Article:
This is the solution you'd usually use when you have multiple binaries
Any directory in src/bin will be treated as its own binary crate (IIRC)
I think you might also be able to put your binary code directly into src/bin
blankhart
@blankhart
Jan 15 2018 21:16
that is where i have it now
i think that was the structure promoted by the cargo docs
Jonas Platte
@jplatte
Jan 15 2018 21:17
Because with the previously mentioned solution, you'd have to specify --bin leonhard in every cargo command you want to be for the binary
blankhart
@blankhart
Jan 15 2018 21:19
yes that is what i meant when i said the project had the standard layout
Jonas Platte
@jplatte
Jan 15 2018 21:19
The other solution I was thinking about was the setting the path attribute for your [lib] block, to have lib.rs and the rest of your library code somewhere else than directly in src: https://doc.rust-lang.org/cargo/reference/manifest.html#configuring-a-target
blankhart
@blankhart
Jan 15 2018 21:20
there isn't really anything in the layout explanation that makes clear the point you explained lucidly above
Jonas Platte
@jplatte
Jan 15 2018 21:20
Of course you can also combine these, don't have a src directory at all if you want to e.g. have lib and bin instead (though I do think bin would be a misleading directory name for your use case) by specifying path on both blocks, and so on
blankhart
@blankhart
Jan 15 2018 21:20
but maybe it was an idiosyncratic mistake of mine - i suppose if it were just a library project it would have been obvious
Jonas Platte
@jplatte
Jan 15 2018 21:20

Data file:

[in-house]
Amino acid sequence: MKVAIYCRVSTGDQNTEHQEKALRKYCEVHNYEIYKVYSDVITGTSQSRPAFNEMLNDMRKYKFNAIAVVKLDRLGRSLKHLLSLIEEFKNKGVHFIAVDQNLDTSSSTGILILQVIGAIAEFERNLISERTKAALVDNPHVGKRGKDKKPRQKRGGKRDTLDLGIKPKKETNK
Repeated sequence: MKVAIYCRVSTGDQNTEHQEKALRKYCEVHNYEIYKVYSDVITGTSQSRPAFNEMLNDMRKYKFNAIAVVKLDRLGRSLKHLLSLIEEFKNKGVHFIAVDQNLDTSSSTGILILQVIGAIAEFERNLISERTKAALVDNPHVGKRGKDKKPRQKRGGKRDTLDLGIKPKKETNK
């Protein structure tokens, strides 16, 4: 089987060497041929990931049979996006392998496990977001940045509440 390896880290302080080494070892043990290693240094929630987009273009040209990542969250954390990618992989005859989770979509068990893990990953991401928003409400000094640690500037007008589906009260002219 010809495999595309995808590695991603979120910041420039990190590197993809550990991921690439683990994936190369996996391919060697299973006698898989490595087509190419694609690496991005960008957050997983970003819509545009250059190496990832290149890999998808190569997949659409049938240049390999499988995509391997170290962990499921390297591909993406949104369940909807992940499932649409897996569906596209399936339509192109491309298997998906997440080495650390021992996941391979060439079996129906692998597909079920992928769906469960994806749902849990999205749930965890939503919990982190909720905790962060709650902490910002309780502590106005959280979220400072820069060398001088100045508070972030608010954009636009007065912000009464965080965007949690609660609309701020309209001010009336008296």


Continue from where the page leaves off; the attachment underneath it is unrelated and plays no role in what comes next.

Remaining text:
What do you mean? Which part isn't covered in the docs?

The thing about src/bin/main.rs is covered in the second paragraph of the section I linked to first:

Cargo will also treat any files located in src/bin/*.rs as executables. If your executable consists of more than just one source file, you might also use a directory inside src/bin containing a main.rs file which will be treated as an executable with a name of the parent directory.

Wait, actually; I misread
src/bin/main.rs isn't supported ^^°
I suppose it would be pretty weird if creating src/bin/main.rs changed how the other files in the directory are compiled
blankhart
@blankhart
Jan 15 2018 21:24
yeah i don't have that, and i guess i was just confused based on my own history of navigating through the module system
Jonas Platte
@jplatte
Jan 15 2018 21:25
You don't have what?
blankhart
@blankhart
Jan 15 2018 21:25
src/bin/main.rs
Jonas Platte
@jplatte
Jan 15 2018 21:26
Ah, okay
blankhart
@blankhart
Jan 15 2018 21:28
i was moving from a library-only project where the code being executed was run as tests, and ditched that because all the error messages printed twice, to a multiple-binary project, and just didn't have a complete worked example or the mental capacity to think through how the module system should work abstractly. but looking back it seems intuitive
do you know if there is a way i can turn on compiler features or flags for all the multiple binaries?
like #![allow(dead_code)] but not have to put that at the top of every executable file
Jonas Platte
@jplatte
Jan 15 2018 21:30
Not that I'm aware of, no
blankhart
@blankhart
Jan 15 2018 21:30
thanks so much for your help!